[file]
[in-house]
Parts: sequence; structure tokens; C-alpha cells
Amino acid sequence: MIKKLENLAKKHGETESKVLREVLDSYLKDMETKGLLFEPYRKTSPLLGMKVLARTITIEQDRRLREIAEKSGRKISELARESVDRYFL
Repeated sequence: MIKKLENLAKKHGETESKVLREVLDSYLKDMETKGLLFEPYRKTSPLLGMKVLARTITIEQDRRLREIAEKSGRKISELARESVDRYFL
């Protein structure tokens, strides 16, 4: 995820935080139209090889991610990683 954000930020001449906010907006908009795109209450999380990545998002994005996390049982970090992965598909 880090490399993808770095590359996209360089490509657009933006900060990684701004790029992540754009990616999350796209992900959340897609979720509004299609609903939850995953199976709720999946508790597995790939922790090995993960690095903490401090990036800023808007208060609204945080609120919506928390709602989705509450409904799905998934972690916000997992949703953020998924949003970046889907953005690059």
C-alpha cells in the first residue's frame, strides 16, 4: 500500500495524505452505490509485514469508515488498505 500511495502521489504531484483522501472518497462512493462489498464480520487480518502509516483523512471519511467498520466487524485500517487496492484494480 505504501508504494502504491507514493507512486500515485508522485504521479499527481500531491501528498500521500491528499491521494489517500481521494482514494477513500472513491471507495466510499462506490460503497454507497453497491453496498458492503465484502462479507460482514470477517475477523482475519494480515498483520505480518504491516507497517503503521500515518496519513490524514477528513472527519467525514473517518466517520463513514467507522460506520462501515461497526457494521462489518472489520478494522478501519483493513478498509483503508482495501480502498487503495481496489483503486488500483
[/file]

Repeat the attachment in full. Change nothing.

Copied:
[in-house]
Parts: sequence; structure tokens; C-alpha cells
Amino acid sequence: MIKKLENLAKKHGETESKVLREVLDSYLKDMETKGLLFEPYRKTSPLLGMKVLARTITIEQDRRLREIAEKSGRKISELARESVDRYFL
Repeated sequence: MIKKLENLAKKHGETESKVLREVLDSYLKDMETKGLLFEPYRKTSPLLGMKVLARTITIEQDRRLREIAEKSGRKISELARESVDRYFL
């Protein structure tokens, strides 16, 4: 995820935080139209090889991610990683 954000930020001449906010907006908009795109209450999380990545998002994005996390049982970090992965598909 880090490399993808770095590359996209360089490509657009933006900060990684701004790029992540754009990616999350796209992900959340897609979720509004299609609903939850995953199976709720999946508790597995790939922790090995993960690095903490401090990036800023808007208060609204945080609120919506928390709602989705509450409904799905998934972690916000997992949703953020998924949003970046889907953005690059």
C-alpha cells in the first residue's frame, strides 16, 4: 500500500495524505452505490509485514469508515488498505 500511495502521489504531484483522501472518497462512493462489498464480520487480518502509516483523512471519511467498520466487524485500517487496492484494480 505504501508504494502504491507514493507512486500515485508522485504521479499527481500531491501528498500521500491528499491521494489517500481521494482514494477513500472513491471507495466510499462506490460503497454507497453497491453496498458492503465484502462479507460482514470477517475477523482475519494480515498483520505480518504491516507497517503503521500515518496519513490524514477528513472527519467525514473517518466517520463513514467507522460506520462501515461497526457494521462489518472489520478494522478501519483493513478498509483503508482495501480502498487503495481496489483503486488500483